Sunday, 17 June 2012

Fatten up hubby and bag yourself a new, erm, bag!

Okay, I'm not actually suggesting that you go ahead and feed your hubby to chubbify him in order make him throw out loads of his clothes under discrete duress so you can plump up your crafting stash.  Neither am I suggesting that mine is a porker - he just loves  a bargain: 'it was less than half price but I've never worn it'.....  I thought it was only us chicks that suffer from that philosophy!!!  But, thanks to his impulsiveness, I have a 'new' bag!
I love books and we have four 3" x 6" book cases filled with books.  Despite loving owning books, I still love my local library service because it allows me to try books without obligation, or indulge what may just be a passing crafting phase without forking out.  Although I love taking the kids to the children's section of the library, I don't like the scowls I receive when I try to look about the adult section ('adult' sounds pervy, but you know what I mean!).  We have a wonderful mobile library service that visits us once a fortnight, which I'm sure there are many available up and down the UK.  Oxfordshire library service has an excellent web interface that allows one to browse the entire county catalogue and even links to Amazon so the user can take a peek through the book.  A few clicks later and a small fee (£1), and the books of interest can be added to the mobile library round for convenient pick-up. 

I've always felt rather daunted by the thought of making handbags, in particular in the lining of them, until I came across this book by Emma Brennan (if you're interested in looking it up, it has ISBN 978-1-86108-502-3 and belongs to the Dewey Decimal classification 646):

I have to say, it hardly is a sewing book for the faint-hearted, but Emma Brennan does go into amazing detail about lining, zips, fastenings and embellishments.  What I love most about her book is the way in which she gets the creative juices flowing by (for many of the bags) using the same template but finishing them differently for two very unique looks.  You can probably tell from the photograph that I opted for 'Vivien'. 

Now that my little ones are out of nappies and I have them carrying their own snacks and drinks, it's high time I ditched the nappy bag and start something more grown-up.  I love that 'Vivien' is a fairly compact bag that is plain enough to use during the day but also feminine enough to use as an evening bag. 

I made a few modifications to the pattern to make it work for my Mummy lifestyle.  Rather than simply sewing in both sides of the handle, I salvaged a metal rectangle from a 'free' belt that came with one of the boy's pairs of shorts and attached it to the main body of the bag where the handle should have been attached.  I cut the handle one and a half times longer than the pattern required and sewed some velcro to the underside of the handle (don't make the mistake of thinking that buying stick-on velcro will help hold it in place while you sew - it will just stick to your sewing machine needle and jam!).  I used approximately 10 cm of hook at the loose end and 25 cm of loop immediately after that.  Why on earth would I do such nonsense?  My pushchair has a single bar for the handle instead of two handles so I can just throw my bag over it.  Of course, I could also attach my bag to the handlebar of my bike.  I photographed it looped around a dining chair and like to think that it adds a bit of security when I'm out and about because it makes it harder to pinch.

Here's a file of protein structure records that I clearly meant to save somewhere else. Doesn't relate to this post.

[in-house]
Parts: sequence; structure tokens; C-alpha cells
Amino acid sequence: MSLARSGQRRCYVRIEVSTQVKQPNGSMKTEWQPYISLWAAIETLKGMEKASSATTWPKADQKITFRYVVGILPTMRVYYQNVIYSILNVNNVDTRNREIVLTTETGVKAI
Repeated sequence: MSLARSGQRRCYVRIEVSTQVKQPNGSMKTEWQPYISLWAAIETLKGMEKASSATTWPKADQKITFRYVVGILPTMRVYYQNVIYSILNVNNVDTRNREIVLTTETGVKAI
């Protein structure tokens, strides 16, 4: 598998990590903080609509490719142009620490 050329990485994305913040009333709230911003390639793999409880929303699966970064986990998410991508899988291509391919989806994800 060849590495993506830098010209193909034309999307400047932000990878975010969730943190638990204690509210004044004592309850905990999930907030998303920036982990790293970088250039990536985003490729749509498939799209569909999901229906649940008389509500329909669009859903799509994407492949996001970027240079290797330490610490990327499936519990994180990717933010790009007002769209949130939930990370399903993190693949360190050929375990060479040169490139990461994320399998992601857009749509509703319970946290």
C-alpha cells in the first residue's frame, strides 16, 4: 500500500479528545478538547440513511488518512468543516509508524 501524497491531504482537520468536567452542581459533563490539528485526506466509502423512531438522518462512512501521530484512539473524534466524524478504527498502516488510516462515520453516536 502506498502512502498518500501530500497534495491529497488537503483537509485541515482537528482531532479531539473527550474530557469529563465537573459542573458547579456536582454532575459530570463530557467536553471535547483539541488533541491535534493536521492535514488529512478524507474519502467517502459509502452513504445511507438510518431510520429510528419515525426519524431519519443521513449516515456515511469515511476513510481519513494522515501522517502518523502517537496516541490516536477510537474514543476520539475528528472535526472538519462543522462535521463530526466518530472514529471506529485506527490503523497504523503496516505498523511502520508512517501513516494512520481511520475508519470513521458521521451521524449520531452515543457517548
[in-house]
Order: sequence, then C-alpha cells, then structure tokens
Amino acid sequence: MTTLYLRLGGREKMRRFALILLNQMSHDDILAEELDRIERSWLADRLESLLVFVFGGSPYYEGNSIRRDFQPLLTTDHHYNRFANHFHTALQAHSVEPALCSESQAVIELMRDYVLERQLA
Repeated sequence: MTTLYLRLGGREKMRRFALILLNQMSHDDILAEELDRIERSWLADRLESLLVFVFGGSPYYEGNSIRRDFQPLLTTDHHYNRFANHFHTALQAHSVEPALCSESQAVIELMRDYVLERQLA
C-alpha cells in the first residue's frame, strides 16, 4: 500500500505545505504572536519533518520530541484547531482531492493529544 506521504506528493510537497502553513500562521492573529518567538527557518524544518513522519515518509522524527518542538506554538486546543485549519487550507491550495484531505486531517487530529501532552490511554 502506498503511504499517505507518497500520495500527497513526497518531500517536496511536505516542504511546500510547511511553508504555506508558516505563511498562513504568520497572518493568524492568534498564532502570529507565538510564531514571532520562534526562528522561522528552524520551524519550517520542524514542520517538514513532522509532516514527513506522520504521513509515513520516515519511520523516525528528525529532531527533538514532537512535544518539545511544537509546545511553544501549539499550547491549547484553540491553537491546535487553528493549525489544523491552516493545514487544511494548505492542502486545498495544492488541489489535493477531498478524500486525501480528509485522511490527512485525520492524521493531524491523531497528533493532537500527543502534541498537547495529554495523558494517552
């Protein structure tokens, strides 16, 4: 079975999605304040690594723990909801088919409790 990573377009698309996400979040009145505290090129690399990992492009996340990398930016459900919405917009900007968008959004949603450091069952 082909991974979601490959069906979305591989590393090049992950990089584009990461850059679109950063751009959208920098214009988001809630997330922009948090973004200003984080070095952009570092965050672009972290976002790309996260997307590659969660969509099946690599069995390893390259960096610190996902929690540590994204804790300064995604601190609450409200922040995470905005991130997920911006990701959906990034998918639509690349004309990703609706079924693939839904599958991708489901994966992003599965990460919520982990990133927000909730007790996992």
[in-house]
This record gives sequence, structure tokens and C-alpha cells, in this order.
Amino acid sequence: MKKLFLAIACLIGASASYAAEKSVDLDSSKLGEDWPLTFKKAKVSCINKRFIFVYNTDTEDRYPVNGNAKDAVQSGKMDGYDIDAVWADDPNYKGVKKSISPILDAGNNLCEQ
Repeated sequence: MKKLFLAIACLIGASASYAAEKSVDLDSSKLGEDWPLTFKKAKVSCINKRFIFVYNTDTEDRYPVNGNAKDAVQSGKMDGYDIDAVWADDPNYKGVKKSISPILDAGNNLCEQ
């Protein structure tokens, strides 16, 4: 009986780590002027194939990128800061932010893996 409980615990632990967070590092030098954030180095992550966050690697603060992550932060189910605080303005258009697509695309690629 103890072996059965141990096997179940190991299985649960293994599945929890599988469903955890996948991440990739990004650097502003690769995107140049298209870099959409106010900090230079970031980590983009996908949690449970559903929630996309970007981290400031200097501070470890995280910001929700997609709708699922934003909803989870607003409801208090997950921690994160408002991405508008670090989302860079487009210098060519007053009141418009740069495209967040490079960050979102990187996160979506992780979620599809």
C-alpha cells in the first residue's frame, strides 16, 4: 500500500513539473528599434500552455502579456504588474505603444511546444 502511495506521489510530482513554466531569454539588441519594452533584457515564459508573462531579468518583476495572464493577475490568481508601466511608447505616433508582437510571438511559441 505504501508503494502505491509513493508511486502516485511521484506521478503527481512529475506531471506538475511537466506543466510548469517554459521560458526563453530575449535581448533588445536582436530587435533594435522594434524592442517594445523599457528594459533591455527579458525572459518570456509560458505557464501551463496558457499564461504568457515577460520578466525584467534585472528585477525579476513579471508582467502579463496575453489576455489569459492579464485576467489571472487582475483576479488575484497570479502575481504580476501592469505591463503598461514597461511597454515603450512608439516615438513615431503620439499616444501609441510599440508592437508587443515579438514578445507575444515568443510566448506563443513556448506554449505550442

Emma Brennan's bags use magnetic handbag fasteners, but I couldn't find any so instead added some jeans poppers.  I have a Prym Vario Plier and absolutely love adding no-sew fasteners to my projects (I cannot stand it when my duvet covers come with button fasteners and add poppers to the opening as soon as I buy a new one).

Of course, I used the jacket lining as the bag lining and salvaged the buttons.  The central navy velvet ribbon ribbon detail, although disguised as a continuity stripe following from the handle, is in fact hiding the seam that I had to add due to the narrow sections of fabric I managed to un-pick from the discarded jacket.

I'm very pleased with my first handbag project and will promptly be making a patchwork bag for the girl but will fashion the bow detail such that it looks like a butterfly =)

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